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Pennine Way 2008

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Deborah and Gwen's Pennine Way Diary
Day 13

Day 13 - A spectacular finale to a windy day
Saturday 24th May
Forest-in-Teesdale to Dufton           14 miles
 

The large farmhouse bedroom at The Dale contained two of the most comfortable double beds we had ever slept in. Although the night had been cold we were toasty warm under acres of soft bedding. The room had three windows and we awoke to superb views over the valley below. After breakfast and the usual farewells we walked up the road to Landon Beck youth hostel before descending to cross the river to head up towards Upper Teesdale. It was much cooler today with some ominous-looking clouds ahead. Gentle farmland gave way to the more rugged moors. We met a lone bird watcher below Cronkley Scar then no one until a group of male walkers marching in near unison just before Cauldron Snout. Mum did not enjoy negotiating the potentially ankle twisting boulders below Falcon Clints but they were nothing compared to the scramble we were about to encounter up the side of Caudron Snout. We had a coffee and marvelled at the awesome power of the water, it made me want to come back in winter when the river would be in full spate. As we started the scramble I carried Mums’ poles so she could concentrate on using her hands on the rock. Near the top we met a couple from Durham who warned us that it would be very windy at High Cup Nick but it would be well worth the walk. We were greeted only by barking dogs at the remote farmstead of Birkdale and did not stop for lunch until we reached the Maize beck crossing where we were able to gain a little shelter from the ever-increasing wind. Donning all our layers, including Mum’s new gloves bought for £1 in Middleton, we pushed on towards the top of the moor. As we approached High Cup Nick, along open grassy moorland, there was a sense that some dramatic change of scenery was about to occur. We were not disappointed – the massive U-shaped glaciated valley opened up before us, dropping steeply from its rim where we first encountered it. Mum felt very uneasy venturing anywhere near its edge and the high winds just added to the drama of the landscape. After a few photos we headed along its northern rim on our way to Dufton. Mum stayed as far away from the edge as the path would allow and finally we met some other walkers but surprisingly few considering it was a Bank Holiday weekend. On our way down we were in for one final surprise – in the distance, struggling up the steep rocky path were three lads on motorised trail bikes. Mum said she had seen it all now as we stopped to let them pass. The descent to Dufton was uncomplicated and we stopped half way down for a rest where I could of easily fallen asleep on the grass in the sunshine. Yellow gorse-lined paths led us into the pretty sandstone village of Dufton with its lovely village green flanked on one side by the youth hostel and by the Stag pub on the other.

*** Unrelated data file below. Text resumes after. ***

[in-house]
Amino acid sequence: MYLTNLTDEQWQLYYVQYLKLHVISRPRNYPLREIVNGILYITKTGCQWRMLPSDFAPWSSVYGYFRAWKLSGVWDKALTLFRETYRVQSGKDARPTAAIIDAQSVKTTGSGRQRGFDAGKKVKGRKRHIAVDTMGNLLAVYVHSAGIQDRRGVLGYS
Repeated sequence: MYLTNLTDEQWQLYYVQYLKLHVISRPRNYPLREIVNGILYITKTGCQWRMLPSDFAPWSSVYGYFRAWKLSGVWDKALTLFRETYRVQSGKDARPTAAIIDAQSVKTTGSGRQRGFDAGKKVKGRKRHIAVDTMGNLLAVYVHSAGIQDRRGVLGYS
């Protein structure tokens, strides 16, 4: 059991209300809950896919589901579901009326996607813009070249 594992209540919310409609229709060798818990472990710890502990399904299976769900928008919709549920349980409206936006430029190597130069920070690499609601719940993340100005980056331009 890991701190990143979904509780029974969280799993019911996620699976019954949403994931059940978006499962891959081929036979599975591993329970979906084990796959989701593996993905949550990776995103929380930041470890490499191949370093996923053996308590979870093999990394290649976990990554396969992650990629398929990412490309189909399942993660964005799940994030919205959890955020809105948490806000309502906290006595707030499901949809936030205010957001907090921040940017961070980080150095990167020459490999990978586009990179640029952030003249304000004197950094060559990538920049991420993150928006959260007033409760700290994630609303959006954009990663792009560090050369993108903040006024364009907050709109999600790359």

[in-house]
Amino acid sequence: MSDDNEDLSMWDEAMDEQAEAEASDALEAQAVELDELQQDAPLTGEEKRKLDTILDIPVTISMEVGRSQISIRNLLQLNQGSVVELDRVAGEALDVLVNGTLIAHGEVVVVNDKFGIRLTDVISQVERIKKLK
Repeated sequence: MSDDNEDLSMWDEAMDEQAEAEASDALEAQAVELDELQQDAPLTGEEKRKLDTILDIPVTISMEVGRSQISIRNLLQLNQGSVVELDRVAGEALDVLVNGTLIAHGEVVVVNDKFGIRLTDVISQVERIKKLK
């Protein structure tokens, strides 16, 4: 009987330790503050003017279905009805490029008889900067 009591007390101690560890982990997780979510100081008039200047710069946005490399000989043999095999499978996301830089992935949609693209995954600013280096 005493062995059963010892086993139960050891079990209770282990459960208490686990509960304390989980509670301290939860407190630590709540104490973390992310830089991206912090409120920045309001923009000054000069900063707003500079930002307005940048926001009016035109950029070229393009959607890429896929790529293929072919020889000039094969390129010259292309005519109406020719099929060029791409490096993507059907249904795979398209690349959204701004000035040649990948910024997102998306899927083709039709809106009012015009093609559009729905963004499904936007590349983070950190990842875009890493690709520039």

We booked into the YHA and ordered dinner and packed lunches. We took advantage of the fact that Pennine Way walkers get free use of the washing machine. The showers were not very hot but at least we had a 4-bed dormitory to ourselves tonight. We were sharing the hostel with a large group of ramblers from a club on the East coast. They were very vocal but not very friendly. The only other guest was Margaret, a lone hosteller bravely coping with the disabling affects of a stroke she had suffered three years earlier. We sat down at the long dinner table with some commotion in the group about who should sit where; in fact some of the group were quite rude, stating loudly that the large bottle of homemade wine was to go no further than the end of their group. Mum admitted later that she was glad that the Welshpool Ramblers don’t behave like this group. To be fair, the gentleman sitting next to me during dinner was very polite so I was shielded from the bulk of their behaviour. Mum and I exchanged a few knowing glances across the table as the meal progressed. Dinner started well with onion soup and some excellent homemade bread but due to the large numbers the service was a little slow and the food wasn’t very hot. My veggie lasagne was ok but Mum’s salmon was cold. We were glad when the brandy and marmalade bread and butter pudding came so we could make a hasty retreat to check our washing.

We braved the wind to cross the Green and sampled the hospitality at The Stag. It was warm inside but packed to the rafters, we shared a table with three holidaymakers up from the Stourbridge area. A brother, sister and a friend, they were lovely and whilst chatting we discovered that the man had cycled from Lands End to John O’Groats just two weeks ahead of Tom and I in 2005. We were back in the hostel by 10pm and glad that the beds were not too squeaky tonight

Thought for the day:
Deb High Cup Nick exceeded my expectations in stark contrast to my disappointment with the company of my fellow hostellers

Mum   In many ways a challenging day but amongst very dramatic scenery. My natural maternal concern emerged as I watched Deborah approach the edge of High Cup Nick to gain a better position for her photography

 

Pictures

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Walking along the river in Upper Teesdale

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Deb at the bottom of Cauldron Snout Waterfall

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The footbridge across Maize Beck

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Deb at High Cup Nick

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View into High Cup Nick from its northern rim

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Optimistic riders!

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Heading for Dufton

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